Online academy supports boy with autism

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For children with autism, school can be a huge obstacle, both for them and for their parents.

Managing their daily routine in the classroom can be a real challenge for 1 in 68 children with autism.

“Kaleb was going to kindergarten, they pulled me aside and said Kaleb was having a hard time transitioning. I don’t know what that means, I’m offended, you know, we’re moving on” , explains Chantelle Buckner. “He’s going to second grade and he’s struggling to read.”

Kaleb Davis, 12, is a very bright and highly functioning child with autism. He attended Detroit public schools and was falling behind. Her mother was frustrated by the repeated phone calls from school. He didn’t follow and was constantly in trouble.

“He acts, these are behavioral issues and we need to fix them. Everyone, principals, guards, security – everyone knew me, that’s how often I was at his school,” Buckner said. .

Kaleb said he struggled to concentrate in class and complete his homework.

“Sometimes I would walk away from doing it,” says Kaleb. “Usually I didn’t or didn’t understand it.”

Jannell Phillips is a neuropsychologist at the Henry Ford Hospital Center for Autism and Disabilities in Hamtramck.

“There are a lot of challenges for children with autism and in schools in particular there are social difficulties that arise,” Phillips said. “The program can be difficult for the children – the behavior of the children can have differences and so it can be a bit difficult to manage in all this context.”

After receiving professional advice, Chantelle decided that public schools were not the right answer for Kaleb. She researched her options and decided to enroll her in Highpoint Virtual Academy of Michigan.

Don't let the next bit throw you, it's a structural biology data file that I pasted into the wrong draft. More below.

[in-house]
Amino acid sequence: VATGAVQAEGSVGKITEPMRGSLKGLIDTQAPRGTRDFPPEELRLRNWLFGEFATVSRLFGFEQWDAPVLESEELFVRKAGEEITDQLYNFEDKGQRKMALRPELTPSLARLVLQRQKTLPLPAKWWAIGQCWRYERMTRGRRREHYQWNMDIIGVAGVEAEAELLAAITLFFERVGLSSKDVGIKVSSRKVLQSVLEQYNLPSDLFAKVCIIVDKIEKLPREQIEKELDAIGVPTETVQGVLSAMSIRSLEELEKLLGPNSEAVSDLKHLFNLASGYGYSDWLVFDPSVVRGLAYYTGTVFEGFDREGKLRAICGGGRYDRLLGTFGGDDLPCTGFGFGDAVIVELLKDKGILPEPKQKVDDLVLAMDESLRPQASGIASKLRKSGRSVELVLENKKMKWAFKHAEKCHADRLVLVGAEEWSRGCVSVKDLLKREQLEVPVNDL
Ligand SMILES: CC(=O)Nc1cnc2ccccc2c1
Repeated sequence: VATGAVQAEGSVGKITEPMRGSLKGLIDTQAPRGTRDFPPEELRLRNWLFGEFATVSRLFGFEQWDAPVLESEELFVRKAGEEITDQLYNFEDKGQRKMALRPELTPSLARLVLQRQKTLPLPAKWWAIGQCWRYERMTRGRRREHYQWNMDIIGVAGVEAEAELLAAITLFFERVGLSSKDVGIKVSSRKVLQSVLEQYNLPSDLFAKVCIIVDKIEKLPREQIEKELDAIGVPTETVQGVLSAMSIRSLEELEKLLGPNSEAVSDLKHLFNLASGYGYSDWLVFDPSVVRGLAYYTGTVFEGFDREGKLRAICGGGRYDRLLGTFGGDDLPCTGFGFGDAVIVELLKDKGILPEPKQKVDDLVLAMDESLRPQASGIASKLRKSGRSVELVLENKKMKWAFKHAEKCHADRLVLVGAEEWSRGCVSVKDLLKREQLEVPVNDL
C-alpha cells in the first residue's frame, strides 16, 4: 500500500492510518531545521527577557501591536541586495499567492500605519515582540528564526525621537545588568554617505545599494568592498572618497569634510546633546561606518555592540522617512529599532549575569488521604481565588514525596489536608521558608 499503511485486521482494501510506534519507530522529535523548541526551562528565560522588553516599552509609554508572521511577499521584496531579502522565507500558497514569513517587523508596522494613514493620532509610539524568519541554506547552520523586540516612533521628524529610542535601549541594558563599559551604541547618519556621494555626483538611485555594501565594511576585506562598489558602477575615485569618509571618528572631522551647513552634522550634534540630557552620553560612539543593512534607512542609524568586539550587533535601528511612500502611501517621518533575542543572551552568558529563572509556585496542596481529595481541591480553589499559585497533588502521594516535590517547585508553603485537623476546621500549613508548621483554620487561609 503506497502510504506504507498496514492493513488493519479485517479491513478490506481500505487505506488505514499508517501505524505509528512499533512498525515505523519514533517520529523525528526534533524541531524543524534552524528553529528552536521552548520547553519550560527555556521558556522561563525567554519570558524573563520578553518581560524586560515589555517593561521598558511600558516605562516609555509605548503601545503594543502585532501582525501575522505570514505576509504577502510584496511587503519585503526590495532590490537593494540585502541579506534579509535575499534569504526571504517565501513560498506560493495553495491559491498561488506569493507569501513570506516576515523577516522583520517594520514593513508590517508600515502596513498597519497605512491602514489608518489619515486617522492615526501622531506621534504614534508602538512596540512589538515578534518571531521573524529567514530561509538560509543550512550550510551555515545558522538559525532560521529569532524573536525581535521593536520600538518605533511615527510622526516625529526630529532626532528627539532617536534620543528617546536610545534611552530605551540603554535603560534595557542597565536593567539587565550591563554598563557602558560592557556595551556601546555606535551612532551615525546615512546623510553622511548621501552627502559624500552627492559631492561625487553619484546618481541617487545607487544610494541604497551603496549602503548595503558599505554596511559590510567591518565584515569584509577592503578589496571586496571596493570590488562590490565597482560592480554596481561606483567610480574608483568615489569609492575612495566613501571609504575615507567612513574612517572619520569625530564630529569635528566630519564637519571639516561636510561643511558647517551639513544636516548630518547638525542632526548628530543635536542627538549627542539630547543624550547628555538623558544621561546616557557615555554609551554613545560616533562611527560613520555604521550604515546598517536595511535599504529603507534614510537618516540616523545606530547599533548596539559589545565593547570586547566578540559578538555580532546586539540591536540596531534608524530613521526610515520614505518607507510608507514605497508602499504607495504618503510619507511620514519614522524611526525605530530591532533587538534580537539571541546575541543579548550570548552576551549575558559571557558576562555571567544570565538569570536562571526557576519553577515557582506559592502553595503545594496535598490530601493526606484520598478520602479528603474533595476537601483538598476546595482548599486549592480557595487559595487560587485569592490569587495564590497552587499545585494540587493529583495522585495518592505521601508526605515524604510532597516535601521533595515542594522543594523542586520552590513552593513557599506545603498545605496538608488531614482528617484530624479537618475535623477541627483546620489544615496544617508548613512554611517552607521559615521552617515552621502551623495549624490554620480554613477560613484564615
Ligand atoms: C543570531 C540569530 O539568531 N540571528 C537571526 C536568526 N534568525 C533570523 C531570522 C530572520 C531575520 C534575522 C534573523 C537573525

“It was the best decision, it’s not homeschooling – like it’s my own program, it’s a virtual school you can take anywhere, you can go to the park,” she says. “He went from reading in first grade to fifth grade. He went from not wanting to raise his hand and participating in raising his hand in class.”

Dr. Phillips encourages parents to find the best option, but suggests starting with the public school system.

“I really encourage parents to have open communications with schools,” she adds. “They really need to talk to their educators and get together to figure out what the best plan is for the kids.”

She says the downfall of online classes, private schools and home schooling may be due to the lack of government-mandated programs available in public schools and lack of socializing.

Kaleb has self-defense which he does an hour a day. There are children with whom he socializes, which gives him the opportunity to rub shoulders with other children his age.

Kaleb is now thriving at Highpoint Academy. When he grows up, he wants to be a paleontologist.

“A paleontologist is researching ancient dinosaurs. Seeing real dinosaurs resurrected from fossils would be a dream come true for me,” Kaleb said.

“I thought my kid wasn’t going to make it on his own, but he showed us that anything you throw at me, I can beat it,” Buckner said. “I’m so proud of him. I really am.”

Don’t forget to talk to your school and doctor to find the best education for your child.

Everyone has different needs and challenges in their life.

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